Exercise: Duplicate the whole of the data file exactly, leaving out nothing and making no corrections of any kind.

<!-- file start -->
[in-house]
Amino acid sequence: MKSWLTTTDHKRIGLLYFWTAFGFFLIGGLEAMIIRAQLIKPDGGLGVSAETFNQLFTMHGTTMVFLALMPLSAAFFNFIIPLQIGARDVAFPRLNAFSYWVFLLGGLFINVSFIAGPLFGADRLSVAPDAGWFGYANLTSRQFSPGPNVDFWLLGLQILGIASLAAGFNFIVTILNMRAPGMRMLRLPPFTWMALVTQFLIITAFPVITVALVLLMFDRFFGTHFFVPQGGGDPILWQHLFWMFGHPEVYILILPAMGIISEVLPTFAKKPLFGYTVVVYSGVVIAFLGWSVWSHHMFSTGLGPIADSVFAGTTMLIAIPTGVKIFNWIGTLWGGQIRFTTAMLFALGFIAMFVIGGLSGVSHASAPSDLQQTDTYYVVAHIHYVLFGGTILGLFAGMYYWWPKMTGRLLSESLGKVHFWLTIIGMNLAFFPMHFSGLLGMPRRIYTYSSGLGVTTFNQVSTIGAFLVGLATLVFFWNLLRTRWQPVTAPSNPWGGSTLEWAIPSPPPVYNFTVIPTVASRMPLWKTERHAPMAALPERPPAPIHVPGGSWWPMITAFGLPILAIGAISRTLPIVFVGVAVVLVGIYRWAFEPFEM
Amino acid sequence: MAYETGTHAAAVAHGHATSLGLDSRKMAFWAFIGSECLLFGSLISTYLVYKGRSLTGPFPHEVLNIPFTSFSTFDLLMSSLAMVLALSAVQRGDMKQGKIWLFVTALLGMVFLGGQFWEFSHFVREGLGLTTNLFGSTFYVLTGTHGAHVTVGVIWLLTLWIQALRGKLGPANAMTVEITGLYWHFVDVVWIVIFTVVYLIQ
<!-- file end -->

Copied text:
[in-house]
Amino acid sequence: MKSWLTTTDHKRIGLLYFWTAFGFFLIGGLEAMIIRAQLIKPDGGLGVSAETFNQLFTMHGTTMVFLALMPLSAAFFNFIIPLQIGARDVAFPRLNAFSYWVFLLGGLFINVSFIAGPLFGADRLSVAPDAGWFGYANLTSRQFSPGPNVDFWLLGLQILGIASLAAGFNFIVTILNMRAPGMRMLRLPPFTWMALVTQFLIITAFPVITVALVLLMFDRFFGTHFFVPQGGGDPILWQHLFWMFGHPEVYILILPAMGIISEVLPTFAKKPLFGYTVVVYSGVVIAFLGWSVWSHHMFSTGLGPIADSVFAGTTMLIAIPTGVKIFNWIGTLWGGQIRFTTAMLFALGFIAMFVIGGLSGVSHASAPSDLQQTDTYYVVAHIHYVLFGGTILGLFAGMYYWWPKMTGRLLSESLGKVHFWLTIIGMNLAFFPMHFSGLLGMPRRIYTYSSGLGVTTFNQVSTIGAFLVGLATLVFFWNLLRTRWQPVTAPSNPWGGSTLEWAIPSPPPVYNFTVIPTVASRMPLWKTERHAPMAALPERPPAPIHVPGGSWWPMITAFGLPILAIGAISRTLPIVFVGVAVVLVGIYRWAFEPFEM
Amino acid sequence: MAYETGTHAAAVAHGHATSLGLDSRKMAFWAFIGSECLLFGSLISTYLVYKGRSLTGPFPHEVLNIPFTSFSTFDLLMSSLAMVLALSAVQRGDMKQGKIWLFVTALLGMVFLGGQFWEFSHFVREGLGLTTNLFGSTFYVLTGTHGAHVTVGVIWLLTLWIQALRGKLGPANAMTVEITGLYWHFVDVVWIVIFTVVYLIQ